Look into selling it through traditional real estate companies, but don’t make that the end-all-be-all of your search. There may be investors who will pay cash for it without even asking you to fix it up.

It’s also important that you know when to market and sell real estate. If you delay selling it for too long, you’ll have a hard time settling the estate.

So, make sure that you get offers as soon as you can. A good probate realtor will guide you through the process so that you can do this quickly and effectively.

Communicating Poorly

Executors need to communicate with many different parties regarding estate claims. You need to keep an open flow of contact with your probate lawyer to make sure that everything is running smoothly. This will give you constant answers to questions about asset distribution and liquidation.

You also need to be open and honest with the beneficiaries listed in the will.

Heirs know when they’re entitled to both financial and non-financial assets. They’ll want to get them ASAP, and you also will likely agree on predetermined timelines with them for distributing assets. If these timelines aren’t respected, it could cause serious problems for beneficiaries who need the funds by a specific pre-set time.

Tell them about any possible disruptions. Keep them in the know about the status of their assets. This will at least ensure that they understand what’s happening.

Closing the Estate Incorrectly

Sometimes, executors finish distributing the assets and assume that their role is concluded. Unfortunately, while this does make logical sense, it isn’t the truth. You need to formally close the estate in order to conclude your role as the executor of a will.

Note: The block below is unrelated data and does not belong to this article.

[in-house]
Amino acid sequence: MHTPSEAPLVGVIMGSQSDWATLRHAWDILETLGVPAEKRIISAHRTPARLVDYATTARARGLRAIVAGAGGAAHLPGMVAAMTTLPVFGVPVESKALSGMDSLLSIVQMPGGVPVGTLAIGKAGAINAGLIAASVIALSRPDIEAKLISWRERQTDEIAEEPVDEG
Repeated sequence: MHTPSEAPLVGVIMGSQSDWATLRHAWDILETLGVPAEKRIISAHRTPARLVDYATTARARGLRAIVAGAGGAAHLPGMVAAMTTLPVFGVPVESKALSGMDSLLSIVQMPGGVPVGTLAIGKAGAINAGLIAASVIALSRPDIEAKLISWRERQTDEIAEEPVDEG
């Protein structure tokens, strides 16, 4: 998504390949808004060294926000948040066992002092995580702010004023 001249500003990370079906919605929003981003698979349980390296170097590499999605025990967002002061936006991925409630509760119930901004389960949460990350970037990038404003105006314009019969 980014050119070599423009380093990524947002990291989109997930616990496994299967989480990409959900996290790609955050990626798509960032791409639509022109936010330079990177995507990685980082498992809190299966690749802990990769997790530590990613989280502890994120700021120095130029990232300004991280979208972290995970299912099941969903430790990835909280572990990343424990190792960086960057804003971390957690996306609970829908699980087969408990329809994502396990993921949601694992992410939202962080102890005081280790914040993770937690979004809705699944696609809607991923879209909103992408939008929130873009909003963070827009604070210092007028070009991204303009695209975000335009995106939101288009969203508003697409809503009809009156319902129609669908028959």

This means obtaining approval from a judge by going to court. A probate lawyer can help you out if you choose this legal option.

However, you can also create a family settlement before distributing assets. This is a good choice if every member wants to bypass the probate process.

A family settlement provides estate administration records to ensure that everyone gets their due. The executor needs to document everything thoroughly so they’re off the hook for unexpected debts and unforeseen issues.

If you choose this option, you’ll be able to bypass some legal challenges. However, it’s critical that you consult with an attorney when preparing for the settlement. If you don’t, you could be held liable for issues in the documents and potential problems that arise with assets in the future.

Avoid Common Executor Mistakes With Legal Help

Now that you know some costly executor mistakes that people commonly make in probate, it’s time to ensure that you avoid expensive errors. An estate planning lawyer can help you appropriately distribute the estate of a deceased person after being named the executor of their will.

Our team is committed to educating you about asset distribution, helping get the paperwork in order, and filing estate claims in an accurate and timely manner. Schedule a consultation with Boyer Law Firm to undergo the probate process the right way.